“Well, the Orthodox allow second and third marriages” is an argument made by some Catholics for loosening the Catholic Church’s teaching on marriage, which seems harsh and rigid and legalistic in comparison with Orthodoxy’s pastoral oikonomia. Orthodoxy does go farther than the Catholic Church teaches Scripture allows, but the rules aren’t nearly so lax as these advocates of liberalizing marriage claim. Nicola Bux, a professor of theology, explains in the always useful Chiesa that the Orthodox Church gives
a second opportunity in some particular cases (typically cases of ongoing adultery, but also by extension certain cases in which the marriage bond has become a pretense). A third marriage is also possible, although it is highly discouraged. Moreover, the possibility of entering a second marriage in the case of dissolution is granted only to the innocent spouse. Second and third marriages, unlike the first marriage, are celebrated among the Orthodox with a special rite, referred to as “penitential.”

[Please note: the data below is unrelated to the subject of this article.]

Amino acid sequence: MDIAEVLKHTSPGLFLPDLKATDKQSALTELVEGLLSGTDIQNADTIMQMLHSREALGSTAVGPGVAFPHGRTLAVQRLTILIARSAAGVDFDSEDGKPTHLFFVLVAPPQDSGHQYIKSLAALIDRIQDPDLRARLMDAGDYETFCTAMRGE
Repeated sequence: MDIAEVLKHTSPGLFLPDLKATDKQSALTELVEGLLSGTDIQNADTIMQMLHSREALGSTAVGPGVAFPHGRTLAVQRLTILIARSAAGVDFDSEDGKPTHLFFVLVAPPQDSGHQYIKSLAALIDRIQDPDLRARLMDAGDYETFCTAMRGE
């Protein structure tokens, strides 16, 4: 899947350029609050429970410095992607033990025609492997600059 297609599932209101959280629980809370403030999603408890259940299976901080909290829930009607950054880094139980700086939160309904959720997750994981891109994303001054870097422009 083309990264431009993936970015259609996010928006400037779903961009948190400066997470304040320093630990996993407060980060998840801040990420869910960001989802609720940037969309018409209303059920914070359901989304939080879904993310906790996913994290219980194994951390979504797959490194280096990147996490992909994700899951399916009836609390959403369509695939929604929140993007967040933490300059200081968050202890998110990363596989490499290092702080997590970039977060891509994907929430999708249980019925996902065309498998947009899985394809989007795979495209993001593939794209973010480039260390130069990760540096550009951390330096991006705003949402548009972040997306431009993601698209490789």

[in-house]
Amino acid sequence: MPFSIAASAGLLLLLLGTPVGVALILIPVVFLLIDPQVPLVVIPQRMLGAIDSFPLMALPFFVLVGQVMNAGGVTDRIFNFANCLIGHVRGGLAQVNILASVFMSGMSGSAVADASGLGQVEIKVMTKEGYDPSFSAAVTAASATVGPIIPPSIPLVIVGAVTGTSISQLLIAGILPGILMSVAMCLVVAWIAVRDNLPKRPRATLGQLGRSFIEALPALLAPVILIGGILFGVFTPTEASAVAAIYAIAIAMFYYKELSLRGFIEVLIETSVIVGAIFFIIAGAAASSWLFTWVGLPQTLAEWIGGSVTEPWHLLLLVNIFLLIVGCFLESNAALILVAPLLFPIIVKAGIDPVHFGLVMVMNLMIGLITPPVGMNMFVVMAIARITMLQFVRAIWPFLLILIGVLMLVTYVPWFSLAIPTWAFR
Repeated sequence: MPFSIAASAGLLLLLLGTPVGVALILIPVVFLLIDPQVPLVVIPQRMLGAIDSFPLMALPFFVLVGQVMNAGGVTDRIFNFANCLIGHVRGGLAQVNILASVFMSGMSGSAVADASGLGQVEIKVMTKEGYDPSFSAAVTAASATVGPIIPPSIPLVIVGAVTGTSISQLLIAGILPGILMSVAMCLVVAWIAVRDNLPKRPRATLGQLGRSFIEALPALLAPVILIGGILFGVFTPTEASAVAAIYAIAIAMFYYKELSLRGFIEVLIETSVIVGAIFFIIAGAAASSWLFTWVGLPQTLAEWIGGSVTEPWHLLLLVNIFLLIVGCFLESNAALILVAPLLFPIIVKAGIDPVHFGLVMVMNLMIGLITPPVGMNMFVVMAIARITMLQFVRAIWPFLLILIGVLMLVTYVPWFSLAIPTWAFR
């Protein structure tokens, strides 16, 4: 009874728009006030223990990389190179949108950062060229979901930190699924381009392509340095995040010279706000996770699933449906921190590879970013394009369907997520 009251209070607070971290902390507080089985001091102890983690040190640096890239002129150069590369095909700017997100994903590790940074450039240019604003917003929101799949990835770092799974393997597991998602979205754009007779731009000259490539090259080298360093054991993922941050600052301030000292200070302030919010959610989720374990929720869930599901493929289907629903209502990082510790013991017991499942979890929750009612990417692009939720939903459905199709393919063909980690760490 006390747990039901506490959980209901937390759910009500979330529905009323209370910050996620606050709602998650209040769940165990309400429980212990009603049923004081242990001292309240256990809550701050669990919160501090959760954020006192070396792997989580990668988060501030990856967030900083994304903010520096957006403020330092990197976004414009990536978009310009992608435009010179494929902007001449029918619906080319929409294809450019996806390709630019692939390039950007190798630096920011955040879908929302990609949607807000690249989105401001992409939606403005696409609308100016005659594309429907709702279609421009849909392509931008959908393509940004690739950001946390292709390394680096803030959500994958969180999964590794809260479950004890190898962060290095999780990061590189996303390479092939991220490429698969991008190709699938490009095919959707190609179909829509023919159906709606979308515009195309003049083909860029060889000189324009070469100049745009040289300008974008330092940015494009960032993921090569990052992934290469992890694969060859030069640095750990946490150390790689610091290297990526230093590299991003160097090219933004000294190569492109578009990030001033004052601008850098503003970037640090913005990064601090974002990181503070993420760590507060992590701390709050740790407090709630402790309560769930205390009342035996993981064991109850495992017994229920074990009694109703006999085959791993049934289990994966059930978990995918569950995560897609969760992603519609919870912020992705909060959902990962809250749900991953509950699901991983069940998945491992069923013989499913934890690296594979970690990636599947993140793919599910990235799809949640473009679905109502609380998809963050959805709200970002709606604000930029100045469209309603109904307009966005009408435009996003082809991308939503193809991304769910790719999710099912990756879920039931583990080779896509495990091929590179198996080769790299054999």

This rite has been “de-sacramentalized” and made into what Latin theology calls a “sacramental,” quoting the American Orthodox theologian Alexander Schmemann’s explanation that the removal of the celebration of the Eucharist from the rite for second and third marriages “demonstrates the desacramentalization of the marriage, which is reduced to a natural form of happiness.”
This is not what Catholic advocates of changing the teaching on marriage want. I suppose they’d say that it’s the principle of oikonomia to which they’re really appealing, not Orthodoxy’s application of the principle in this case, but even if so, oikonomia does not justify the blanket approval of remarriage after divorce that they propose. Concessions require conditions and the conditions will necessarily be stringent and limit the number of people to whom the concession is made.